Home World News 13 killed in new Iranian attacks on semi-autonomous Iraqi Kurdistan region

13 killed in new Iranian attacks on semi-autonomous Iraqi Kurdistan region

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At least 13 people have been killed and 58 injured on Wednesday in a series of missile and drone attacks carried out by Iran’s Revolutionary Guards against Iraqi Kurdistan, the authorities of this semi-autonomous region have confirmed.

The Anti-Terrorist Foundation in the Iraqi Kurdistan Region has detailed that more than 70 ‘Fateh’ ballistic missiles and drones have been launched from inside Iranian territory towards the Iraqi semi-autonomous region, all in four stages, the Shafaq news portal has reported.

The dead include a pregnant woman, while the wounded include a vast majority of civilians, including children under the age of ten, students, teachers and journalists.

According to reports picked up by the Kurdish TV channel Rudaw, the attacks have hit headquarters of the Kurdistan Freedom Party (PAK), the Democratic Party of Kurdistan of Iran (PDKI), the Party for a Free Life for Kurdistan (PJAK) and Komala in the provinces of Suleimani and Erbil.

The Iranian Revolutionary Guard has said it has attacked “positions of terrorist groups” with “precision missiles” and drones, without commenting on possible deaths, as reported by the Iranian news agency Tasnim. This is the fifth consecutive day of attacks against targets in Iraqi Kurdistan.

For his part, the head of the PAK, Husein Yazdanpana, has confirmed that the formation has suffered “multiple” casualties in a bombing against its base in Sheraua, near Pirde, while the PDKI has denounced an attack against its headquarters in Koya.

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Likewise, Mohamed Sali Qaderi, a senior party official, has stressed that in the camp “there are women and children” and added that there are also several bases of Kurdish-Iranian groups in the vicinity.

Earlier Wednesday, the Iraqi Foreign Ministry announced that it will summon Iran’s ambassador to the country to protest the “continuous shelling of areas in the Kurdistan Region.” In statements to the Iraqi news agency INA, the Ministry’s spokesman, Ahmad al Sahaf, said that the ambassador “will be summoned urgently to receive a note of protest.”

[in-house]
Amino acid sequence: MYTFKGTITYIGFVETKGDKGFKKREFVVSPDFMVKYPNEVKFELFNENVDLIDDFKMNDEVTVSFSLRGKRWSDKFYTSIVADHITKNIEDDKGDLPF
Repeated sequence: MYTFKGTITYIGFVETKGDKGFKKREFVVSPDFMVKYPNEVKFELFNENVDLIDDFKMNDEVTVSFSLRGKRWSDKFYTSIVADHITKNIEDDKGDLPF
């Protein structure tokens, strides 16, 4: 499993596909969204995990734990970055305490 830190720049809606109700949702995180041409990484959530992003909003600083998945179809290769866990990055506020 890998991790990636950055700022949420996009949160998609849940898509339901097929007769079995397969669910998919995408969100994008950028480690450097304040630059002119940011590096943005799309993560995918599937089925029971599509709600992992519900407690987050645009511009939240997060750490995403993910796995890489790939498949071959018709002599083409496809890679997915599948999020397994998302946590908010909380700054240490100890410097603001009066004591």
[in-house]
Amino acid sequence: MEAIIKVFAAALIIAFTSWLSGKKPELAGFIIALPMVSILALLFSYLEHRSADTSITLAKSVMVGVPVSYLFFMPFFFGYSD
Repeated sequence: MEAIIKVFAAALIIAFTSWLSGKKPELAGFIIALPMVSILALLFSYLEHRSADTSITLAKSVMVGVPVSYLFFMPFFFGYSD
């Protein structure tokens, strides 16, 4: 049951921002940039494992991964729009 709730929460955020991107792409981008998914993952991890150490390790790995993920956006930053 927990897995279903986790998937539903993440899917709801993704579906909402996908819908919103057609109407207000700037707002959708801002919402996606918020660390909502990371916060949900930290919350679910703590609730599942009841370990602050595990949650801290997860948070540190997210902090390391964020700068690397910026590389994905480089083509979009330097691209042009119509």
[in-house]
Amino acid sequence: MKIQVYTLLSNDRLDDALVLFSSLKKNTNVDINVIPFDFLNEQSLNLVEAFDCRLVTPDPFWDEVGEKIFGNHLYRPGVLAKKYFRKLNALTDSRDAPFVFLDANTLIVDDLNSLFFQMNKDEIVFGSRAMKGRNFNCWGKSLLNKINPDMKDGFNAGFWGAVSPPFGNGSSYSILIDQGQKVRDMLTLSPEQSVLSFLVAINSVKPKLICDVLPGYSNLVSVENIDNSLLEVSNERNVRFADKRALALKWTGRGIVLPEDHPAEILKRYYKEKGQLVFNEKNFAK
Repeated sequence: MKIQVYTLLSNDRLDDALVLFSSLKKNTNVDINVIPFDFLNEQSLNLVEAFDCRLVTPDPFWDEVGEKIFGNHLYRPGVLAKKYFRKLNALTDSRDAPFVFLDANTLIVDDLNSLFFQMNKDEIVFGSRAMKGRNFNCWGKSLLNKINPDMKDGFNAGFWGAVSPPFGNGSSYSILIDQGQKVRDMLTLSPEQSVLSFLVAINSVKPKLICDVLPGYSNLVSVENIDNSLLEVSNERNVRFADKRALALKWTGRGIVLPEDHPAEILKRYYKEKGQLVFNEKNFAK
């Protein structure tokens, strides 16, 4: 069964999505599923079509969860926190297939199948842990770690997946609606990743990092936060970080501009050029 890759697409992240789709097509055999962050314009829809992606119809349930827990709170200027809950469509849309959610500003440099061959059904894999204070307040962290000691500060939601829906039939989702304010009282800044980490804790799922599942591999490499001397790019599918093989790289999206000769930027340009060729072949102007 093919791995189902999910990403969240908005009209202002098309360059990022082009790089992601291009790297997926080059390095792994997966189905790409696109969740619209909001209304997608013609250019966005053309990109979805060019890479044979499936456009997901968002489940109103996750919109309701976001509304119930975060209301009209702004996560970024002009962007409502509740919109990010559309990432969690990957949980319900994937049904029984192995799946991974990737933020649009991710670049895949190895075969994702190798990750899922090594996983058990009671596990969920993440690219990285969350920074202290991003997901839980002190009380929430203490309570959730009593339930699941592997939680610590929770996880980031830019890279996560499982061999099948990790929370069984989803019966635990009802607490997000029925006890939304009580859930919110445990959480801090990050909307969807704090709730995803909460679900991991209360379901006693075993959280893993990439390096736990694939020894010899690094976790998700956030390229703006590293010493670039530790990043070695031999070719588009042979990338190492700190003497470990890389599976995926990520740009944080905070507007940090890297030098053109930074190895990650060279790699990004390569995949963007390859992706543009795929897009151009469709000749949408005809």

Shortly before the announcement, the Iraqi Foreign Ministry condemned the missile and artillery attacks perpetrated by Iranian forces and warned of activating the “highest level diplomatic response.”

Another of those who has spoken out against the attacks has been the U.S. National Security Advisor, Jake Sullivan, who has shown his support for Iraq’s leaders in the region and has condemned the events as “an assault on the sovereignty of Iraq and its people.”

“Iranian leaders continue to demonstrate a blatant disregard not only for the lives of their own people, but also for the lives of their neighbors and the fundamental principles of sovereignty and territorial integrity enshrined in the UN Charter,” he said.

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In this regard, he has explained that the Iranian side uses these attacks to divert attention from its internal problems. “Its provision of drones to Russia for its war of aggression in Ukraine and to its proxies throughout the Middle East region should be universally condemned,” he has stressed.

The PDKI claims the creation of a Kurdish entity in Iran, something the Islamic Republic has refused to do. PDKI and Revolutionary Guards fighters clashed in 2015 in northern Iran, leaving several dead and wounded on both sides.

For his part, Komala Secretary Abdullah Muhtedi has condemned the Iranian attacks and stressed that the offense will “unite the parties” and Iranian Kurds “against the Islamic Republic.” “We call on the West and the United States to put an end to Iranian aggression,” he concluded.

Iranian authorities have accused Kurdish opposition groups of whipping up recent protests in the country over the death of Mahsa Amini, a 22-year-old woman from the Kurdish minority who died in custody after being detained in Tehran for allegedly wearing the veil incorrectly.

Iran has about seven million Kurds, representing about ten percent of its population. Most live in the Kurdistan region, located in the northwest of the country, along the border with Iraq.

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